New assistance for boys’ education
The Australian Government is to trial a new boys’ education initiative ‘Success for Boys’. This series of professional learning resources for teachers will be trialled in 40 schools across the country in term three this year. A cross-section of schools will be involved, including coeducational and single sex boys’ schools; schools in rural, remote and metropolitan areas; and primary, middle and secondary schools.
The school-based trials are an important phase in the development of the program to be implemented in 2006 and 2007, in a total of 1,600 Australian schools. Applications for 800 grants to participate in the programme in 2006 will open shortly.
The Australian Government is committed to helping all Australian school students achieve their full potential. Research indicates that many boys are underachieving across a broad spectrum of measures of educational attainment. These measures include early literacy achievement, results in most subjects at Years 10 and 12, school retention levels and admission to higher education. Boys are also achieving less than optimal outcomes against a range of broader social indicators. Males are overrepresented among students experiencing disciplinary problems and school exclusion. Teenage boys are more likely than teenage girls to be unemployed, experience alcohol and substance abuse, or commit suicide.
It is imperative that nothing is done which undermines the important and necessary progress which has been made in the last twenty years in the education of girls; however, the evidence is overwhelming that boys are falling behind in our education system. It is unacceptable that 14-year-old boys are not performing as well in literacy tests as they were 25 years ago.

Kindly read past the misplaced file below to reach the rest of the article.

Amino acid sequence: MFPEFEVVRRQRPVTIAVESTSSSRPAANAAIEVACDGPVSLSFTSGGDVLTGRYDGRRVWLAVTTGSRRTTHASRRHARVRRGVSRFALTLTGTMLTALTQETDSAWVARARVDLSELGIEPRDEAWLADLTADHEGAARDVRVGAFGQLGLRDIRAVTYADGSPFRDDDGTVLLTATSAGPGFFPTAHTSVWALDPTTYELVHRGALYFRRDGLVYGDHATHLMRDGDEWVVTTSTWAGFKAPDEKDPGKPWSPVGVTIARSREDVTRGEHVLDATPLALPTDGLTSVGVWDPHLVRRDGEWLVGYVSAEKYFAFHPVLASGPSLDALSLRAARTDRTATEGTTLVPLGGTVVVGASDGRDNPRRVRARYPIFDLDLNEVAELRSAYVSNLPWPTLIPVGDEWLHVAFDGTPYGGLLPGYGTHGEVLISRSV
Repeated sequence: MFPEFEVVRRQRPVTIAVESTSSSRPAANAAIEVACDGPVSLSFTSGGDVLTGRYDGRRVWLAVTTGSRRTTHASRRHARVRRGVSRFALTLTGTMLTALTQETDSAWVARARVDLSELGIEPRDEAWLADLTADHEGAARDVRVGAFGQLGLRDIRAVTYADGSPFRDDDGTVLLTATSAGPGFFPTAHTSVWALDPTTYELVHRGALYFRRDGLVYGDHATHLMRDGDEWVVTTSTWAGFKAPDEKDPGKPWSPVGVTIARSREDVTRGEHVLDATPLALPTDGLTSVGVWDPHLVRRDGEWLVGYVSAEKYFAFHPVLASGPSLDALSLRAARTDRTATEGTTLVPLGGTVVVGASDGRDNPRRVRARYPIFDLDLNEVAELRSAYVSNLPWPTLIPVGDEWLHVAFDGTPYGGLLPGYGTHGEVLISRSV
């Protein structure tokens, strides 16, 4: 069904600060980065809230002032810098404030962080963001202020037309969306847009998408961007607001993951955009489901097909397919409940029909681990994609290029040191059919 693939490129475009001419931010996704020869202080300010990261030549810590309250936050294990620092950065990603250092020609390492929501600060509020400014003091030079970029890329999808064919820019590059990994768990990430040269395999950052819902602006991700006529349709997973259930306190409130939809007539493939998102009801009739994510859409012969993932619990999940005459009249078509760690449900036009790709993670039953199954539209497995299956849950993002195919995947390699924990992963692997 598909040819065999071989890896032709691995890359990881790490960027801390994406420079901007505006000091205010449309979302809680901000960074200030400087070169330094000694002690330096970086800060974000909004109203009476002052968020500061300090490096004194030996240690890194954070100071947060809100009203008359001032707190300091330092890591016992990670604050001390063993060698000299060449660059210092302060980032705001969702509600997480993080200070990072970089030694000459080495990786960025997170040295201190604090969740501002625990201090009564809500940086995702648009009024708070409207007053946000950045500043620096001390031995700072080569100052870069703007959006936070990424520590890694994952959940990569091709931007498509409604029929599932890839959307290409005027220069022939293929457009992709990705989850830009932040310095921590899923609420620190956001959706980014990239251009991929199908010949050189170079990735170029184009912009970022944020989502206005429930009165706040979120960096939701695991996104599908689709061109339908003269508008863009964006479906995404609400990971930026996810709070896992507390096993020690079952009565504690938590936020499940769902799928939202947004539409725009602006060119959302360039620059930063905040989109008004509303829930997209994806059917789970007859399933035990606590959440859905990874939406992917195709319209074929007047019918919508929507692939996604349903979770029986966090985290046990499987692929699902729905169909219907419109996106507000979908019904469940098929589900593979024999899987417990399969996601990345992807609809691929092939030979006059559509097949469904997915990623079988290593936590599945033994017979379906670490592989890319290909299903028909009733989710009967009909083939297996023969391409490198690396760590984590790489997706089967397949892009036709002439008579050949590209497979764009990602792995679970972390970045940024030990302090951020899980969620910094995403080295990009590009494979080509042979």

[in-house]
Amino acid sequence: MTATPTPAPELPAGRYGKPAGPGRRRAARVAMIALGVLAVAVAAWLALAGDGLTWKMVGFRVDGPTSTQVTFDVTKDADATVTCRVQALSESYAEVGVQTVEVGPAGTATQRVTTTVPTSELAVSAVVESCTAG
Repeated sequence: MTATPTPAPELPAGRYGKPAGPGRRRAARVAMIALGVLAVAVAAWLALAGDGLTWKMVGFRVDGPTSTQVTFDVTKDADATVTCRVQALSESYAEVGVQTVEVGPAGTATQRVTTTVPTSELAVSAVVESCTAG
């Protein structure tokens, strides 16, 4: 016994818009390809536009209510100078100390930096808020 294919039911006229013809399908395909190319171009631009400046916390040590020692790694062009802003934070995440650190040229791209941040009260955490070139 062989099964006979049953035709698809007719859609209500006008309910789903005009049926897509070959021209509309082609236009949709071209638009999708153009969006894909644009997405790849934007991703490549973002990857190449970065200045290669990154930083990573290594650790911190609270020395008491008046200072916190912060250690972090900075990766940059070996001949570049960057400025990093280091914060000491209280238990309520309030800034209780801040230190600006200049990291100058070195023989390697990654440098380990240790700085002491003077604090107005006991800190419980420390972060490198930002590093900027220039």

Recent research has highlighted the interaction between gender and variables such as cultural background, socioeconomic status (SES) and geographic location. Some boys may be at particular risk of disengaging from school-based learning activities. Data from the National Schools Statistics collection indicate that Indigenous boys disengage from school at an earlier age than non-Indigenous boys. Other boys who are from geographically isolated, low SES, or minority cultural backgrounds are also at higher risk of disengagement, as are boys with a disability and boys who are for other reasons at risk of not achieving their full potential.
Recent research and reports, including the Boys: Getting it Right report on the House of Representatives' Standing Committee on Education and Training inquiry into the education of boys, have emphasised that targeted professional development for teachers is a critical mechanism in improving boys' engagement and learning outcomes.
The Australian Government has allocated around $27 million over the next five years to improve boys’ educational and social outcomes. This funding provides for the Boys’ Education Lighthouse project, specialised research into areas relevant to boys’ education, as well as the new Success for Boys programme. See further details on the Boys' education page of the Australian Government Department of Education, Science and Training.
Under the second stage of Success for Boys, schools will be able to apply for grants of $10,000 to support their implementation of the programme’s resources. It is expected that up to 800 schools will be funded in the 2006 school year, and a further 800 will be funded in 2007.
Applications for the first round of Success for Boys funding are expected to open in late July/early August 2005. For further information and updates on how to apply for funding, visit Success for Boys website or email firstname.lastname@example.org or email@example.com. A Success for Boys information brochure and poster may be downloaded in pdf format from the site.
The Success for Boys program will be evaluated in 2008.
This report has been sourced from Dr Brendan Nelson’s Ministerial media statement 27 June 2005 (1135/05), which includes a list of schools participating in the current trial, and from the Success for Boys website.
Subject HeadingsAboriginal students
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